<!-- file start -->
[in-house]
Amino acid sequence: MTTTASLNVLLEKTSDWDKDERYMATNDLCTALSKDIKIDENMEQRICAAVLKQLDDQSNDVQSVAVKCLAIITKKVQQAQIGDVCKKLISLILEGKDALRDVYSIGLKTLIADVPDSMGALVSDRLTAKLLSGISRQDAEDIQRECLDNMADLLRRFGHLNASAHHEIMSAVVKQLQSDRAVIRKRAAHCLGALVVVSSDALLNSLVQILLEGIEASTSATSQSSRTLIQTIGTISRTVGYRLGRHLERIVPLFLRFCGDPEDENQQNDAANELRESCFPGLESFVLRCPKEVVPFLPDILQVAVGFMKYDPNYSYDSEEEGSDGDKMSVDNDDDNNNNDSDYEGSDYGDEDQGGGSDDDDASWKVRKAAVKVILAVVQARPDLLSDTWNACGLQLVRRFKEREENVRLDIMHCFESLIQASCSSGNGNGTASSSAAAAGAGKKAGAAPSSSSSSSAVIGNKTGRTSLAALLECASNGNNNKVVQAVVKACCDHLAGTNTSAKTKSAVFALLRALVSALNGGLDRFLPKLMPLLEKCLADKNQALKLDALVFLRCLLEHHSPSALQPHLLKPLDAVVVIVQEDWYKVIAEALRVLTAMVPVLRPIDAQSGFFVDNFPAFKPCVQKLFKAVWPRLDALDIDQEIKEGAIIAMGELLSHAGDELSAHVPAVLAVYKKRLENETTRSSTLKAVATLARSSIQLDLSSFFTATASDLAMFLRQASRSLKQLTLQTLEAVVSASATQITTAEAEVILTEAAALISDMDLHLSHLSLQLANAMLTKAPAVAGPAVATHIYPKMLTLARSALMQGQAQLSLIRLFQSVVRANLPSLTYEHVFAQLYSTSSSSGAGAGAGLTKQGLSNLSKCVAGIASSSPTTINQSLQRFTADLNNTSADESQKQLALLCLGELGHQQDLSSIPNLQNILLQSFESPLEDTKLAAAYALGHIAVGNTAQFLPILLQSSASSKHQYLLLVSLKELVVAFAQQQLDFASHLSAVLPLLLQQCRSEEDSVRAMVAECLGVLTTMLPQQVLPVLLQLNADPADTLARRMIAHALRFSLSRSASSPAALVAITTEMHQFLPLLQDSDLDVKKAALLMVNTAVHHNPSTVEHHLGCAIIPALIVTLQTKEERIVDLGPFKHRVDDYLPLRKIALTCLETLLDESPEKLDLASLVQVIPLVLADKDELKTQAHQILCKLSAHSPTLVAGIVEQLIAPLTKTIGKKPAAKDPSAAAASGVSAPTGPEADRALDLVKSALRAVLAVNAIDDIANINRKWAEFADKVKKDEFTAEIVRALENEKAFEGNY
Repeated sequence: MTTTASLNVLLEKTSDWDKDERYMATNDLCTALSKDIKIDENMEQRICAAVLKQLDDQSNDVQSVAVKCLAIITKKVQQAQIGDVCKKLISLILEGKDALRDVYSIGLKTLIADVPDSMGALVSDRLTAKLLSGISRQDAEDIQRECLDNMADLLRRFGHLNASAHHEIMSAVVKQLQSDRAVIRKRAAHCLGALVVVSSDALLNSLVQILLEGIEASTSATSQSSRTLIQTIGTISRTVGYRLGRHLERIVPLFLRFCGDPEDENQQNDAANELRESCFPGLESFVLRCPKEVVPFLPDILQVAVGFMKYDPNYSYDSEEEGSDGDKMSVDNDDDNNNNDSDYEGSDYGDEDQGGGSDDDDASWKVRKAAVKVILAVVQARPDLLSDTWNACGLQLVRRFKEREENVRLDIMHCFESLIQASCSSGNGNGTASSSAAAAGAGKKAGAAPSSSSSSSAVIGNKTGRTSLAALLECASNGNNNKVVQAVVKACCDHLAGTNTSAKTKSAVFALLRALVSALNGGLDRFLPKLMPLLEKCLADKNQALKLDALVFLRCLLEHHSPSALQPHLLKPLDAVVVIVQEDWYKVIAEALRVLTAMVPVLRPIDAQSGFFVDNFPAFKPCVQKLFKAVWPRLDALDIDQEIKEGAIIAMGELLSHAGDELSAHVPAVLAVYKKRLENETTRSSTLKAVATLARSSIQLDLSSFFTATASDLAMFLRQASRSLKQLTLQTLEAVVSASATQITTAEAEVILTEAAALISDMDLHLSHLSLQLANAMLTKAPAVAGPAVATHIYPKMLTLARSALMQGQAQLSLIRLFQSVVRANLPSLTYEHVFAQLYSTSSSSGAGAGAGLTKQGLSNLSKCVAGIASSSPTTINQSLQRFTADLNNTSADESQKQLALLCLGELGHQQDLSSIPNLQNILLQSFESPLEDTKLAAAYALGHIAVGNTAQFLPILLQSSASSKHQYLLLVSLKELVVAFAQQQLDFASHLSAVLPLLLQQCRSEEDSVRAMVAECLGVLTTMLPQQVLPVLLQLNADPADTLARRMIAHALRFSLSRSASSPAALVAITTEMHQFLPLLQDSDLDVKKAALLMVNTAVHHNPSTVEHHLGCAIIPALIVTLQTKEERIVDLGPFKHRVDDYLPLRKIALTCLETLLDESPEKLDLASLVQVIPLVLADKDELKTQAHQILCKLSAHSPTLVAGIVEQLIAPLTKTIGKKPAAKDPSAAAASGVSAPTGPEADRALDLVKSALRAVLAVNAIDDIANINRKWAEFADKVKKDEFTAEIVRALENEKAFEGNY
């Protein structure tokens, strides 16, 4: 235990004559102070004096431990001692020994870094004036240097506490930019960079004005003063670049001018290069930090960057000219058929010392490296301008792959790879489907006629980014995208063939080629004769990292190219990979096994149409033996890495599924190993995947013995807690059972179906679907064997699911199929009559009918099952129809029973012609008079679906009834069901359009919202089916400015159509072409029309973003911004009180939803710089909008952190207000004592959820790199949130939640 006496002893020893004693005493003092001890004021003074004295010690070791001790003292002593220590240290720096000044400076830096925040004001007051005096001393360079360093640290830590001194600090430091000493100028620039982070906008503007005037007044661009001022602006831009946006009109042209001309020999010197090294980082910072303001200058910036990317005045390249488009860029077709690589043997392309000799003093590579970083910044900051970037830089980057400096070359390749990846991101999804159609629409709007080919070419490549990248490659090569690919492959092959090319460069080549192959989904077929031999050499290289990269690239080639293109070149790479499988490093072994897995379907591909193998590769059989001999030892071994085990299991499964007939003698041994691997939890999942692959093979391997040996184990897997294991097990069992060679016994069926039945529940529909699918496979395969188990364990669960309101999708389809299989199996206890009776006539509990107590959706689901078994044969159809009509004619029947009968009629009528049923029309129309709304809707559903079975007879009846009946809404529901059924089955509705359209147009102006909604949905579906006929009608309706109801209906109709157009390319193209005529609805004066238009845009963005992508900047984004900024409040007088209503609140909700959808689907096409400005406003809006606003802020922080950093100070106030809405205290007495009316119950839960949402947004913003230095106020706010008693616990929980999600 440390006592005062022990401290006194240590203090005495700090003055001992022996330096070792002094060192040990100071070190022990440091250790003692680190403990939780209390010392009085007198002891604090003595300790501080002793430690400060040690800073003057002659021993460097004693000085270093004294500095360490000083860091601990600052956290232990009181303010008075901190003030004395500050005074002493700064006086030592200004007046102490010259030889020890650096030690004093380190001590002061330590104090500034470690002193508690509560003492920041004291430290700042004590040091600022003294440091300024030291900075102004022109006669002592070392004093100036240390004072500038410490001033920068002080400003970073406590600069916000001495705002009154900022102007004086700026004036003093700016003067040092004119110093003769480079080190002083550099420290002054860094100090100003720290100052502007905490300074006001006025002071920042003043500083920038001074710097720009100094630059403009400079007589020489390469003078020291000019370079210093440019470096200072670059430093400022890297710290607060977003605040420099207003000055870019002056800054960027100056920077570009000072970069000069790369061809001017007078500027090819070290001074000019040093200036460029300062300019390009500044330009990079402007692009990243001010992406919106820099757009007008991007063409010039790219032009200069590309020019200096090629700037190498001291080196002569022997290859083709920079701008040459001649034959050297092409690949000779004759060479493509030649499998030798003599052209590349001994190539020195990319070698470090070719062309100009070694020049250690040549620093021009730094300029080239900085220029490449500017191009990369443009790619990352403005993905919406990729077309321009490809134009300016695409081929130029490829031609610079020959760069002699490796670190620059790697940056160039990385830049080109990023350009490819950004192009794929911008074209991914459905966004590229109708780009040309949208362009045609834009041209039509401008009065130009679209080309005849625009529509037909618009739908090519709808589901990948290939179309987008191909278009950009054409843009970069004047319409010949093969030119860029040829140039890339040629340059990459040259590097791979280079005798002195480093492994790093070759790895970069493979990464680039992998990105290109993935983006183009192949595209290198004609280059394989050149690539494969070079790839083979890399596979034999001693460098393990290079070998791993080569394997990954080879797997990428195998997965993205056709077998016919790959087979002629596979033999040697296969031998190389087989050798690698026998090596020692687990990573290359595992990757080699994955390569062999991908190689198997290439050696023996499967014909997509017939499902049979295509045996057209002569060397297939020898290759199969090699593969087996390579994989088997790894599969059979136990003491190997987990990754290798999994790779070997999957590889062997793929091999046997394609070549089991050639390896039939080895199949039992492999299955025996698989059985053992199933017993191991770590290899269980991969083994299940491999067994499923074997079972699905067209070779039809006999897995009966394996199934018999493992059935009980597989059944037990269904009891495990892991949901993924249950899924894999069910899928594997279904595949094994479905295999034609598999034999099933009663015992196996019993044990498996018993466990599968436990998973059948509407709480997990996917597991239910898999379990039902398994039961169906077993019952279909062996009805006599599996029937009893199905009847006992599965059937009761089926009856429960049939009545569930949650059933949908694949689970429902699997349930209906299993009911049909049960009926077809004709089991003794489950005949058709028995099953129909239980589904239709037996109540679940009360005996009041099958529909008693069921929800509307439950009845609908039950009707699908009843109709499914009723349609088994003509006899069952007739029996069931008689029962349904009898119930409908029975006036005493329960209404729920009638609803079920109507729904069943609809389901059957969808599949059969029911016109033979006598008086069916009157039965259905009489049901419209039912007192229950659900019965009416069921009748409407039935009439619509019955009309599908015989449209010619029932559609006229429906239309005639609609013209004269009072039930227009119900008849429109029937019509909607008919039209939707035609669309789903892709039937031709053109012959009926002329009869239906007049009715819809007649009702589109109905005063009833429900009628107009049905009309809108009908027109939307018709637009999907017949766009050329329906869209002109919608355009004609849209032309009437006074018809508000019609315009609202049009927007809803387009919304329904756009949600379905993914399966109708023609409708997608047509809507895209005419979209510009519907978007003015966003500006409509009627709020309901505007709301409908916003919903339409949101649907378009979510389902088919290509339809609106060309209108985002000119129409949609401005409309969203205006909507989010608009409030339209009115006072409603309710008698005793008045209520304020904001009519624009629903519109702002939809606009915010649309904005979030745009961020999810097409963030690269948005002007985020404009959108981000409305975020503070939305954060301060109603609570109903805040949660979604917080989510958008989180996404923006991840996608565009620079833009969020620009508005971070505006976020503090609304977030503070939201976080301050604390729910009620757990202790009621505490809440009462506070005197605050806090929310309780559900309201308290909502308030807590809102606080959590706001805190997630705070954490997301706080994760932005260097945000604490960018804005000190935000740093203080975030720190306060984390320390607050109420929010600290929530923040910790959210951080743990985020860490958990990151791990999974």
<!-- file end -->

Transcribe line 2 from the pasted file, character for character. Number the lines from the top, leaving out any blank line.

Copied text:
Amino acid sequence: MTTTASLNVLLEKTSDWDKDERYMATNDLCTALSKDIKIDENMEQRICAAVLKQLDDQSNDVQSVAVKCLAIITKKVQQAQIGDVCKKLISLILEGKDALRDVYSIGLKTLIADVPDSMGALVSDRLTAKLLSGISRQDAEDIQRECLDNMADLLRRFGHLNASAHHEIMSAVVKQLQSDRAVIRKRAAHCLGALVVVSSDALLNSLVQILLEGIEASTSATSQSSRTLIQTIGTISRTVGYRLGRHLERIVPLFLRFCGDPEDENQQNDAANELRESCFPGLESFVLRCPKEVVPFLPDILQVAVGFMKYDPNYSYDSEEEGSDGDKMSVDNDDDNNNNDSDYEGSDYGDEDQGGGSDDDDASWKVRKAAVKVILAVVQARPDLLSDTWNACGLQLVRRFKEREENVRLDIMHCFESLIQASCSSGNGNGTASSSAAAAGAGKKAGAAPSSSSSSSAVIGNKTGRTSLAALLECASNGNNNKVVQAVVKACCDHLAGTNTSAKTKSAVFALLRALVSALNGGLDRFLPKLMPLLEKCLADKNQALKLDALVFLRCLLEHHSPSALQPHLLKPLDAVVVIVQEDWYKVIAEALRVLTAMVPVLRPIDAQSGFFVDNFPAFKPCVQKLFKAVWPRLDALDIDQEIKEGAIIAMGELLSHAGDELSAHVPAVLAVYKKRLENETTRSSTLKAVATLARSSIQLDLSSFFTATASDLAMFLRQASRSLKQLTLQTLEAVVSASATQITTAEAEVILTEAAALISDMDLHLSHLSLQLANAMLTKAPAVAGPAVATHIYPKMLTLARSALMQGQAQLSLIRLFQSVVRANLPSLTYEHVFAQLYSTSSSSGAGAGAGLTKQGLSNLSKCVAGIASSSPTTINQSLQRFTADLNNTSADESQKQLALLCLGELGHQQDLSSIPNLQNILLQSFESPLEDTKLAAAYALGHIAVGNTAQFLPILLQSSASSKHQYLLLVSLKELVVAFAQQQLDFASHLSAVLPLLLQQCRSEEDSVRAMVAECLGVLTTMLPQQVLPVLLQLNADPADTLARRMIAHALRFSLSRSASSPAALVAITTEMHQFLPLLQDSDLDVKKAALLMVNTAVHHNPSTVEHHLGCAIIPALIVTLQTKEERIVDLGPFKHRVDDYLPLRKIALTCLETLLDESPEKLDLASLVQVIPLVLADKDELKTQAHQILCKLSAHSPTLVAGIVEQLIAPLTKTIGKKPAAKDPSAAAASGVSAPTGPEADRALDLVKSALRAVLAVNAIDDIANINRKWAEFADKVKKDEFTAEIVRALENEKAFEGNY